The House I Live By Eugene Jarecki

989 WordsMay 20, 20164 Pages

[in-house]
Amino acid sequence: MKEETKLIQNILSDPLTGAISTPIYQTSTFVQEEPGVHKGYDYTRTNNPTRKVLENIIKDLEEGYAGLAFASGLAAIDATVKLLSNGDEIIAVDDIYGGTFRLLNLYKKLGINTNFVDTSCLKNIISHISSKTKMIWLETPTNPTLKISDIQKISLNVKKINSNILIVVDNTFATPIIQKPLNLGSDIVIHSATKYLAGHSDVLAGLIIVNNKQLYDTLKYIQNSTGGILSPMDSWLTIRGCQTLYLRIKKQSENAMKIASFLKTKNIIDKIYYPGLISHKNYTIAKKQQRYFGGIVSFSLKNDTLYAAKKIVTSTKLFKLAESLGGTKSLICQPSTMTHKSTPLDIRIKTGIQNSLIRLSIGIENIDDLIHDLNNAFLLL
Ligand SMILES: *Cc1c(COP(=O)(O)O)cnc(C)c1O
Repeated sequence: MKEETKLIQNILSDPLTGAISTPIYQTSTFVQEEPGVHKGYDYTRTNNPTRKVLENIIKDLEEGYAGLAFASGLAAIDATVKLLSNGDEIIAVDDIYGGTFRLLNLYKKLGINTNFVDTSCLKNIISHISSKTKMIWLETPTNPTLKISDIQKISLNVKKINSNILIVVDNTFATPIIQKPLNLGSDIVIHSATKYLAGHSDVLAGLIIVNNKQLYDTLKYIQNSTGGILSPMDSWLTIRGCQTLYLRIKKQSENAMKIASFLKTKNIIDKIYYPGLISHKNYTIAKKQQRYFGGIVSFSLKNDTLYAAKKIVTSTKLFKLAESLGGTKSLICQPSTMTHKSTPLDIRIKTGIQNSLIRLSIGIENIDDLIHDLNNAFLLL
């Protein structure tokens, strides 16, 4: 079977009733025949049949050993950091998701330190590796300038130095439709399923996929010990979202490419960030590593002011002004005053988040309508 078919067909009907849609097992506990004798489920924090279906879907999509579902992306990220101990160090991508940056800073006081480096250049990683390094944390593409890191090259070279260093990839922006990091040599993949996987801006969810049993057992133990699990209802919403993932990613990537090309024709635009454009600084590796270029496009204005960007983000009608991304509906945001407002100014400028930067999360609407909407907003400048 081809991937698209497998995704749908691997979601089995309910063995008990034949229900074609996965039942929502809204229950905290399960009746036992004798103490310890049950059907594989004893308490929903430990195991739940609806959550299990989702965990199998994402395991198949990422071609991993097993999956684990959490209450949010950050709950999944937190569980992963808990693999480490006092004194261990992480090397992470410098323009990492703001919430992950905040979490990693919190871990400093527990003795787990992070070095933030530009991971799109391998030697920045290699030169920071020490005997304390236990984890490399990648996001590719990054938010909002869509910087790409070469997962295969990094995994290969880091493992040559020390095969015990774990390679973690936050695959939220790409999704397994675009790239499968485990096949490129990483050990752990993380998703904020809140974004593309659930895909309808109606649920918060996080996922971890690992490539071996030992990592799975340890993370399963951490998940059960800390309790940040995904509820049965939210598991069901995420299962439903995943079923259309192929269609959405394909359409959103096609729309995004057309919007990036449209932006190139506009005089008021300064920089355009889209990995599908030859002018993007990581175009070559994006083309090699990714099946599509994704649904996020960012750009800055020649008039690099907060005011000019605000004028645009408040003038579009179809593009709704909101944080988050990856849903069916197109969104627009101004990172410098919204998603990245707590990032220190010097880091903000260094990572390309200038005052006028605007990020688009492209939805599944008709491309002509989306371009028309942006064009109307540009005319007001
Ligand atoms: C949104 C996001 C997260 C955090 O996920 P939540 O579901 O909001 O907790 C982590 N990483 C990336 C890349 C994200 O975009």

“In order to fight and defeat this enemy, it is necessary to wage a new, all-out offensive,” declares President Nixon during a 1971 press conference, which the press immediately designates the “war on drugs”. The House I Live In is a superb film detailing Eugene Jarecki’s journey on an in-depth and all-encompassing view of the war on drugs, and the immense destruction left in its wake. It is necessary to gain a better understanding of how the war on drugs is significant to a 40-year class based destruction, failure of existing drug policies and drug elimination, and the ways fear plays a starring role in the genesis of drug’s criminalization. Eugene Jarecki opens the film by introducing us to Nannie Jeter, who worked for Jarecki’s family as he grew up. She describes the impact that losing her son to drugs has, as well as, other members of her family with comparable losses. This impetus gives Jarecki the motivation he needs to discover why America’s 40-year long “war on drugs” is a complete failure. Jarecki shows its beginnings with Nixon declaring drugs to be “public enemy number one” in 1971. Then, as Reagan creates legislation requiring judges to sentence offenders with mandatory minimums (which are anything but minimum in length). Jarecki interviews people from across-the-board, including a prison guard, doctor, a US federal judge, police officers, prisoners, addicts, drug dealers, family members of the convicted, and professors to get their view on it all. All
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